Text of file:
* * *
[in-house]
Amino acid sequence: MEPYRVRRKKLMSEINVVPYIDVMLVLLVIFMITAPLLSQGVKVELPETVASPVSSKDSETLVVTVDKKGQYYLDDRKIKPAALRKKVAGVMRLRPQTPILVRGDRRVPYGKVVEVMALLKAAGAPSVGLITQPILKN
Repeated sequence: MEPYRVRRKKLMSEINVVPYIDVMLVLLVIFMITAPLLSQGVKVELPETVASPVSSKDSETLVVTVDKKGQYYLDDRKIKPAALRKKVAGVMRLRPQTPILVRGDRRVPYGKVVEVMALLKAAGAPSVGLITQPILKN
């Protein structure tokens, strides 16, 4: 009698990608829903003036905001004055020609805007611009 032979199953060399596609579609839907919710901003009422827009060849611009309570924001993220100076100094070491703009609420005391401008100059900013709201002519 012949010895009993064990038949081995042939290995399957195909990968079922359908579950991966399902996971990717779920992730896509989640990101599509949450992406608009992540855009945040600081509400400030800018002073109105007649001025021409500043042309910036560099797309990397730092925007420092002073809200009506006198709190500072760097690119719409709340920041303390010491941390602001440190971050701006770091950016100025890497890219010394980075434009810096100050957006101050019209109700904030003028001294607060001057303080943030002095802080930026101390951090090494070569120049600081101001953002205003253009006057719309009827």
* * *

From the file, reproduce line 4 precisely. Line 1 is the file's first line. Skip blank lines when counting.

């Protein structure tokens, strides 16, 4: 009698990608829903003036905001004055020609805007611009 032979199953060399596609579609839907919710901003009422827009060849611009309570924001993220100076100094070491703009609420005391401008100059900013709201002519 012949010895009993064990038949081995042939290995399957195909990968079922359908579950991966399902996971990717779920992730896509989640990101599509949450992406608009992540855009945040600081509400400030800018002073109105007649001025021409500043042309910036560099797309990397730092925007420092002073809200009506006198709190500072760097690119719409709340920041303390010491941390602001440190971050701006770091950016100025890497890219010394980075434009810096100050957006101050019209109700904030003028001294607060001057303080943030002095802080930026101390951090090494070569120049600081101001953002205003253009006057719309009827």